Speak now or…

March 16, 2016By Views


By Dave Wendland for Drug Store News

February 16, 2016

For those who know me well or may have attended an event for which I have moderated a panel (e.g., Drug Store News – Chronic Care & Retail Health), delivered a keynote address, participated as a panelist, or facilitated a brainstorming discussion, they likely recognize that I’m quite comfortable on stage — some may even call me a “natural.”

Connecting with others through public speaking is a key skill in today’s competitive, fast-paced business climate; however, for many, the fear of public speaking is more dreadful than death itself. The portrayal of King George VI’s ultimate triumph over public speaking fears, and his winning over his constituents in the acclaimed movie, “The King’s Speech,” demonstrates the power of articulate, confident communication skills.

My son, a second semester college freshman, currently has a course focused on public speaking for business professionals. Over the winter break he and I discussed the process I personally go through preparing for presentation. His appreciation for my ability to think on my feet, articulate a particular topic, command audience attention, and stay on point has certainly increased. It was my suggestion to him to observe speakers of all types (business leaders, politicians, professors, television commentators, and watch a number of TED Talks). It is through observation and eventual emulation that his courage and confidence will be bolstered.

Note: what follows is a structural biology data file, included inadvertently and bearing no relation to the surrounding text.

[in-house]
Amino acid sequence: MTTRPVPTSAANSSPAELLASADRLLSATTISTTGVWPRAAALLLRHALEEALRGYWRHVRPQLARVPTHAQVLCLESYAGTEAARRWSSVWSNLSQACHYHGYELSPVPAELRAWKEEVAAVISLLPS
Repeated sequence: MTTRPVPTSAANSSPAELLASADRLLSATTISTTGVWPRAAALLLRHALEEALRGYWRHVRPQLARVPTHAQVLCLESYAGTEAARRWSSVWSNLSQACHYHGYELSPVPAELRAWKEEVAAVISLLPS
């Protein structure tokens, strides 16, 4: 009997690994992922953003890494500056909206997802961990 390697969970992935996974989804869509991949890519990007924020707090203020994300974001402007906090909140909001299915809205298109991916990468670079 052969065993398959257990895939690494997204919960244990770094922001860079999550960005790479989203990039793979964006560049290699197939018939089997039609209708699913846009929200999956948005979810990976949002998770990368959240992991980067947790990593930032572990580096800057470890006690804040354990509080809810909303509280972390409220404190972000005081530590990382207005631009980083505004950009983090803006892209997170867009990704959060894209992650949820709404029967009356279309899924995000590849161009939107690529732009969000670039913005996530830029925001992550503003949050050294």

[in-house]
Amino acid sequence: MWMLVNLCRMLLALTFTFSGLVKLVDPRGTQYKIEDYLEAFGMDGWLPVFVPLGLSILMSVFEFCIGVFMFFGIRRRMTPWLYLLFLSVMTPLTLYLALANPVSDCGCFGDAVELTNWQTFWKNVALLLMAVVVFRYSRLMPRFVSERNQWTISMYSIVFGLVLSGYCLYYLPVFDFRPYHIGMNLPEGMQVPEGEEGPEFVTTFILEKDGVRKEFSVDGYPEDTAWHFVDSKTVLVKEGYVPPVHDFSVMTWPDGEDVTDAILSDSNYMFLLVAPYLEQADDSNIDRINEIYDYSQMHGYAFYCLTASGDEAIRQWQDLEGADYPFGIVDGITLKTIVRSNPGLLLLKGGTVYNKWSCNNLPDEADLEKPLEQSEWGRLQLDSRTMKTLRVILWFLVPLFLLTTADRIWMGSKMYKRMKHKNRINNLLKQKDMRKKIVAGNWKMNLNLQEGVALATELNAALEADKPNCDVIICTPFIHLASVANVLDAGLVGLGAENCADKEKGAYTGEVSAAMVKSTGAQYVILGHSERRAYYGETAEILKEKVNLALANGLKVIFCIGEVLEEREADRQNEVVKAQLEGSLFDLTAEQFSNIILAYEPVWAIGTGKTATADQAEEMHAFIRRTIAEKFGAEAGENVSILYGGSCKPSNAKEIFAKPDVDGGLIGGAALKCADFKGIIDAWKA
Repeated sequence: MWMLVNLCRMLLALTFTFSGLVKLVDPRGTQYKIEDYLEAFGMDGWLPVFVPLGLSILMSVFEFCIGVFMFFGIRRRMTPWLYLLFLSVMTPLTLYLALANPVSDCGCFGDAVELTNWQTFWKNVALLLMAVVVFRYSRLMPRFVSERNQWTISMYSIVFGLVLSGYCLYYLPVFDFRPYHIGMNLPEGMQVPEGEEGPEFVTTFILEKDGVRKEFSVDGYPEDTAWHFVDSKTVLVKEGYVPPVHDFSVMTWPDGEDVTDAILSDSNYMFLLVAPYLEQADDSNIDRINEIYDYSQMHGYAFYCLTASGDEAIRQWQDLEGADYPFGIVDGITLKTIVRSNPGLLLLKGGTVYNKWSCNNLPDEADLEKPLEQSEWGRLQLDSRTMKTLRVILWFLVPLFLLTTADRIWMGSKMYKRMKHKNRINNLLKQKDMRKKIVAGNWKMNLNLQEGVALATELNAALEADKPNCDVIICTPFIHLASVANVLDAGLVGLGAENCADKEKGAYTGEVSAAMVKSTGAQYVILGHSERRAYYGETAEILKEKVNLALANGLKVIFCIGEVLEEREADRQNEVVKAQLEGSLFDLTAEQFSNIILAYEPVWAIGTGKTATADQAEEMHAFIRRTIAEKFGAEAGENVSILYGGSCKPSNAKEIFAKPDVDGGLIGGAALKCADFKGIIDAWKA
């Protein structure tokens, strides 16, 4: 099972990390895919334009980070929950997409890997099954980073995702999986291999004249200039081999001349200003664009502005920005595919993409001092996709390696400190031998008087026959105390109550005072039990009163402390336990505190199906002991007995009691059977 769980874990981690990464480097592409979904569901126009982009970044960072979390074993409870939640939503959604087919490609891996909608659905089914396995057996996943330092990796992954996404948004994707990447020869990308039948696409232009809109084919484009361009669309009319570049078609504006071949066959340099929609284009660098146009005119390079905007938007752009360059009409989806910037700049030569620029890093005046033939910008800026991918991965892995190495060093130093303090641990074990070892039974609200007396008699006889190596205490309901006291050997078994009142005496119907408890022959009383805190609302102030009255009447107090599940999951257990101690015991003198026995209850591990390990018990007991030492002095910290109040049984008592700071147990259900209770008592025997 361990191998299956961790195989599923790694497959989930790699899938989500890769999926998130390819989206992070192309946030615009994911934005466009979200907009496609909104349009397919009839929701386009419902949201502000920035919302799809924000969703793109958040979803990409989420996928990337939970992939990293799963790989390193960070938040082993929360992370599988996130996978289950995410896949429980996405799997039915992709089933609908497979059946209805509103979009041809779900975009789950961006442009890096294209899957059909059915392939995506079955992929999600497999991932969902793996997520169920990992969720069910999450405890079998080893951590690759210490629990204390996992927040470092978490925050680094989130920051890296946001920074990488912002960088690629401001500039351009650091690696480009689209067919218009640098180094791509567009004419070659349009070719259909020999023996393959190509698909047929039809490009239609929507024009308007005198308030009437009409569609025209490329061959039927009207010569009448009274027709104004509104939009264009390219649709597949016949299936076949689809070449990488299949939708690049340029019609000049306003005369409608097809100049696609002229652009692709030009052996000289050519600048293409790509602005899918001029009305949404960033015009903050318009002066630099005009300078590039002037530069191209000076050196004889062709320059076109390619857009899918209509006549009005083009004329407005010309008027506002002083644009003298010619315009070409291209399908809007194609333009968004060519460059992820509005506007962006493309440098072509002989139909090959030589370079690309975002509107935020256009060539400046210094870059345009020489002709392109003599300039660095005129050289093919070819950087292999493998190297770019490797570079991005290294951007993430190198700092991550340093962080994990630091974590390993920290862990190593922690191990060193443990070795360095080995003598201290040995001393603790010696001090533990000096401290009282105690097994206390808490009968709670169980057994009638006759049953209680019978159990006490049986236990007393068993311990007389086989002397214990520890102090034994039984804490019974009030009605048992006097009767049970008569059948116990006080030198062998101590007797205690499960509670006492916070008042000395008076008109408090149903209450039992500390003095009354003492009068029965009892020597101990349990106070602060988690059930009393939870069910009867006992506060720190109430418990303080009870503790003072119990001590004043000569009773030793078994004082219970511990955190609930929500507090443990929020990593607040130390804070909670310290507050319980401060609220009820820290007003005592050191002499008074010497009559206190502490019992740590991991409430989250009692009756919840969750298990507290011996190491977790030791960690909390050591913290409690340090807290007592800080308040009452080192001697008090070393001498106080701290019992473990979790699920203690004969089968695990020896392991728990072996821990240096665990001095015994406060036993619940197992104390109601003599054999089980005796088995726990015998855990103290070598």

The fear of public speaking is expressed as glossophobia which comes from the Greek glōssa, meaning tongue, and phobos, fear or dread. My son’s textbook described glossophobia as intense anxiety prior to, or simply at the thought of having to verbally communicate to a group. People who suffer from this intense fear tend to freeze in front of any audience. They find their mouth dries up, their voice is weak, and their body starts shaking. They may even sweat, go red, and feel their heart thumping rapidly. And it may surprise you to learn that an estimated 75% of all public speakers have some degree of glossophobia.

To facilitate their executives commanding a room’s attention, I believe it is a responsibility of a company to increase their competency with public speaking training. And not dissimilar to first impressions within a retail setting, audiences form an impression of the speaker’s ability within the first seven seconds. Therefore, investing in leaders should not be optional and I believe it helps make an organization strong.